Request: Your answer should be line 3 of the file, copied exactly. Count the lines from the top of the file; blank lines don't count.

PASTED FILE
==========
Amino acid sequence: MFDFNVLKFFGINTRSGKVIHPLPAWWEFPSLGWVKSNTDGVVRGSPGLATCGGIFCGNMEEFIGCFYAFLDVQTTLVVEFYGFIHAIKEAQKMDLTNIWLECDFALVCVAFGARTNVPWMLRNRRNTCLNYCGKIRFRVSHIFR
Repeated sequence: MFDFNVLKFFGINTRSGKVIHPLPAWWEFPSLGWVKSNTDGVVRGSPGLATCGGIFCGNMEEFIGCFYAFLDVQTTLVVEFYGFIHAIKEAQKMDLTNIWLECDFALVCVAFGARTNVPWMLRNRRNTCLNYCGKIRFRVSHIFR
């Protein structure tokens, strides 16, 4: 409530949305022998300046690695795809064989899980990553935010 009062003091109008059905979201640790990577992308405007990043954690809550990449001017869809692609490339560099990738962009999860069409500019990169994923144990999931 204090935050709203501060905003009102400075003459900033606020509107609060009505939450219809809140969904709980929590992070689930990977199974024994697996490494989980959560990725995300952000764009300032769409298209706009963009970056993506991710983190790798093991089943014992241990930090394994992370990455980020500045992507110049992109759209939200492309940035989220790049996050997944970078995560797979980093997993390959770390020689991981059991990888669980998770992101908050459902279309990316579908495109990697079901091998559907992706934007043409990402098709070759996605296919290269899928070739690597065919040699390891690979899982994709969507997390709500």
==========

């Protein structure tokens, strides 16, 4: 409530949305022998300046690695795809064989899980990553935010 009062003091109008059905979201640790990577992308405007990043954690809550990449001017869809692609490339560099990738962009999860069409500019990169994923144990999931 204090935050709203501060905003009102400075003459900033606020509107609060009505939450219809809140969904709980929590992070689930990977199974024994697996490494989980959560990725995300952000764009300032769409298209706009963009970056993506991710983190790798093991089943014992241990930090394994992370990455980020500045992507110049992109759209939200492309940035989220790049996050997944970078995560797979980093997993390959770390020689991981059991990888669980998770992101908050459902279309990316579908495109990697079901091998559907992706934007043409990402098709070759996605296919290269899928070739690597065919040699390891690979899982994709969507997390709500």